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The D.E.A.L.: Chattanooga Choo Choo’s Station Street is Where the Party Starts

by Jeanne Brei & Symeria Palmer

The Southside of Chattanooga downtown—home of the Chattanooga Choo Choo—is where art, culture and entertainment thrive and, according to locals, a night out on the town starts on Station Street.

Formerly an alleyway, Station Street was renovated to become pedestrian friendly, provide patio access to the restaurants and entertainment venues, and provide an outdoor space for special events. It recently became the 11th street nationwide to allow on-street consumption of alcohol (only from businesses adjacent to the street). So you can take your drink down the street with you as you check out the Comedy Catch for some stand-up, Regan’s Place to do some retro dance moves to music from the ‘80s and ‘90s, Westbound Bar for some country line dances and two-stepping, Songbirds (14,000 sq. ft. of music bliss with great sound quality), Terminal Brewhouse, Gate 11 Distillery, Frothy Monkey, Backstage Bar, American Draft, Refinery 423, Sweetly Southern and the amazing STIR, where every bite and every sip is crafted daily from scratch, using ingredients predominately from farms and vendors within 100 miles of Chattanooga—including its oysters and seafood cold bar. There’s even an Escape Experience at the Choo Choo where you’re trapped inside an armored transport rail car and the runaway train is bound for destruction. With help from Tennessee Valley Railroad Museum, the inside mimics the sights, sounds and feel of being inside of an out-of-control train. Your only chance is to make it to the back of the train and jump.

Originally built in 1909 as the Terminal Station, it was transformed into the cornerstone of Chattanooga’s emerging entertainment district as the Chattanooga Choo Choo in 2016 (after renovations in 1973 and 1989 to restore its grandeur).  The Beaux-Arts-style station was one of the grandest buildings in town, featuring an arched main entrance and an 82-foot-high ceiling dome with a skylight in the center section. The arched main entrance was said to be the “largest arch in the world” with lighting provided by large brass chandeliers. The iconic Choo Choo recently underwent major renovations including upgrades to the 112-year-old Terminal Station lobby, Glenn Miller Gardens, and Building One, and conversion of Buildings Two & Three into apartments. 

Just down the street, the Terminal Brewhouse became the first brewpub in Chattanooga in 2006. Now it serves excellent food and award-winning beers made on-site by the master brewers. Based in the Strong building of 1910 that was originally built to house a hotel for passengers using the nearby Terminal station, in later years it was used as a speakeasy and illegal casino during Prohibition. Visitors can enjoy traditional fare such as nachos, steaks, lasagna, salmon and a wide range of pizzas to go with one of the Brewhouse beers. Brewmaster Steve Purdie produces ales, including Oatmeal stout, Maibock, Belgian White, American Copper Ale and West Coast IPA.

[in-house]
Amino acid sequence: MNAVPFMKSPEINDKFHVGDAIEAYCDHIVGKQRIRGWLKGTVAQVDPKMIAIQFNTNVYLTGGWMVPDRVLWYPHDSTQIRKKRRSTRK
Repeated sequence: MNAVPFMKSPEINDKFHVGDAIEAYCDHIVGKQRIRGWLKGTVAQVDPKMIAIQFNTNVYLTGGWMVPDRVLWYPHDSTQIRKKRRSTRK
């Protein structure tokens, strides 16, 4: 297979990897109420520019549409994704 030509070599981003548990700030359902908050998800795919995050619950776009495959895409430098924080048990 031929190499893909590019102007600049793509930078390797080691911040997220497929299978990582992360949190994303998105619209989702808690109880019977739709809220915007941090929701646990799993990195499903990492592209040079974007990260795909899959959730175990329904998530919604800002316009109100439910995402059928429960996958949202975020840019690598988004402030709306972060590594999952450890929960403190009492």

Fortunately, getting around couldn’t be easier or greener. Electric buses run daily about every 5-15 minutes from the Choo Choo to the Tennessee Aquarium with stops every block in between, giving convenient access to the downtown attractions, convention center, shopping and hotels. Since 1992, the quiet, environmentally-friendly, electric buses have run more than 1.9 million miles, saving an estimated 65 tons of pollutants.

Of course, they also have the bicycles you can rent for your touristing. Or Pints and Pedals is Chattanooga’s Ultimate Pub Crawl on Wheels. You can leisurely pedal and drink with your friends or make new ones while visiting the hottest spots in town on tours that are usually two hours long and visit three to four bars.

For the more culturally refined, like nearly every major city, Chattanooga has its share of performing arts spaces, including the Chattanooga Theatre Centre, the Tivoli Theatre (pictured left), the  Soldiers and Sailors Memorial Auditorium  and more. The University of Tennessee at Chattanooga’s Fine Arts Center has rotating displays of fine art. From Station Street to the ballet and  the symphony, Chattanooga has it all.

This story originally appeared in the May/June 2021 issue of Exhibit City News, p. 47. For original layout, visit https://issuu.com/exhibitcitynews/docs/ecn_may-june_2021

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